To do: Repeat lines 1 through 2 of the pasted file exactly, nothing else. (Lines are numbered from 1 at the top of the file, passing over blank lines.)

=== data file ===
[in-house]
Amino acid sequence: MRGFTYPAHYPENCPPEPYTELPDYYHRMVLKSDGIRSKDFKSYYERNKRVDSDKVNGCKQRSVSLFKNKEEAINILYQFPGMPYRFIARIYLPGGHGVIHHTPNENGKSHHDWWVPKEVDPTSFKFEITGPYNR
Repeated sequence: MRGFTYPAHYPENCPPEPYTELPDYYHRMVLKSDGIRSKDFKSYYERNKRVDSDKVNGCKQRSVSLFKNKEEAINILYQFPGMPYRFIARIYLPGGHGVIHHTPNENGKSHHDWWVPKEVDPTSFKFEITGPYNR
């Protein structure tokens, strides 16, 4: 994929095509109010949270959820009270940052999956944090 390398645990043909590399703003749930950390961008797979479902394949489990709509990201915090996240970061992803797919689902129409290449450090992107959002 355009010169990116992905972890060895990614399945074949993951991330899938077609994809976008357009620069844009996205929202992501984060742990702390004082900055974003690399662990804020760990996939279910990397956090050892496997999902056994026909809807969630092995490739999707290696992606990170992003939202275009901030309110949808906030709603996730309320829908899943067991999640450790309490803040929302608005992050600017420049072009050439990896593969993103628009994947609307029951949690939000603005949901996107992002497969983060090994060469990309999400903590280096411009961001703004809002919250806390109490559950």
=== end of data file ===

[in-house]
Amino acid sequence: MRGFTYPAHYPENCPPEPYTELPDYYHRMVLKSDGIRSKDFKSYYERNKRVDSDKVNGCKQRSVSLFKNKEEAINILYQFPGMPYRFIARIYLPGGHGVIHHTPNENGKSHHDWWVPKEVDPTSFKFEITGPYNR